We were together once and watching
the young girl, the lovely Sister,
spin wild with wimsy
in a grove of cedar-scented trees.
She spun like a dove in a hail storm
and like so many falling autumn leaves
and like so many petals from the avacado tree.
She giggled like a lunatic
or a lady driven wild with dementia
and by the brilliance of a long-lived life--
the Nature of wisdom proving too much for such a silly little mind.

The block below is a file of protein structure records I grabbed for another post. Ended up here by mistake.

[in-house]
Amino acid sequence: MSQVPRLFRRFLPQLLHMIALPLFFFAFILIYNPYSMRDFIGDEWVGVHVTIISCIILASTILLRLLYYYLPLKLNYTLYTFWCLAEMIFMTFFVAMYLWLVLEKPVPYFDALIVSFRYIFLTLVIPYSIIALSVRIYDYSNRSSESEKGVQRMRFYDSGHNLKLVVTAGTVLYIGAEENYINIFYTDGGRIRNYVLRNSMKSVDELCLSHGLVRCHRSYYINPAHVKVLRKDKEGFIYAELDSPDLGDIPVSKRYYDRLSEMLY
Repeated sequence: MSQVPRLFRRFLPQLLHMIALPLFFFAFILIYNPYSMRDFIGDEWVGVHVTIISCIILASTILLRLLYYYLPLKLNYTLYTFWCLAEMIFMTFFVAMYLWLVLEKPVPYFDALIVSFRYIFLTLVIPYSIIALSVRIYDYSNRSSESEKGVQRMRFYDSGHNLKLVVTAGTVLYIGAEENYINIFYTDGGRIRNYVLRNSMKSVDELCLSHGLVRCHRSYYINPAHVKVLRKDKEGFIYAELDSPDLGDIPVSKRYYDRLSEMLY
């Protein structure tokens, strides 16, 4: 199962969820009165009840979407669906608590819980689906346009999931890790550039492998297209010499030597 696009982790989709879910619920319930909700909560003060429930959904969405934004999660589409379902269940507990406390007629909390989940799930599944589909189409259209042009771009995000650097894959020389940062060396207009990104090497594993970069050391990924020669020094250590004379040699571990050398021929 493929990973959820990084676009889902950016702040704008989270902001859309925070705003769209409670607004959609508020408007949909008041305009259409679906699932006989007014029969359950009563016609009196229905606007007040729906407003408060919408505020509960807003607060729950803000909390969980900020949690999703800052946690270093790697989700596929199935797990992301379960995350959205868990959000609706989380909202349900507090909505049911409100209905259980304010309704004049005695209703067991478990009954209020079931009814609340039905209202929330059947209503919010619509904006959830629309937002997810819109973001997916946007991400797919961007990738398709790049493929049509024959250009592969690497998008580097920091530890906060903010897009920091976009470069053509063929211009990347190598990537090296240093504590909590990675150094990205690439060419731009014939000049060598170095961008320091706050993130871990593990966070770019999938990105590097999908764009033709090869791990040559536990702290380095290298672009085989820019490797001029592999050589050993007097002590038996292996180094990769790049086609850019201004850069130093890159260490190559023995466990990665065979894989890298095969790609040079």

She giggled, and we giggled as we watched her,
looked at each other and looked at
the Spinning Girl, the Little Petal Lady,
adorned in the splendor of her smiles.
She carried all sorts of fancifcul dresses and dreams
(dreams of autumn or of spring
or the way the sun and the rain likewise shine
through the orchestra of cedar trees)
in her silly little mind.
She smiled, and we smiled in the glorious breath of her wimsy
and in the cascade of her lovely giggles
and in the joy of her spinning petal skirts.
We smiled in our joy of Her,
and we smiled for each other.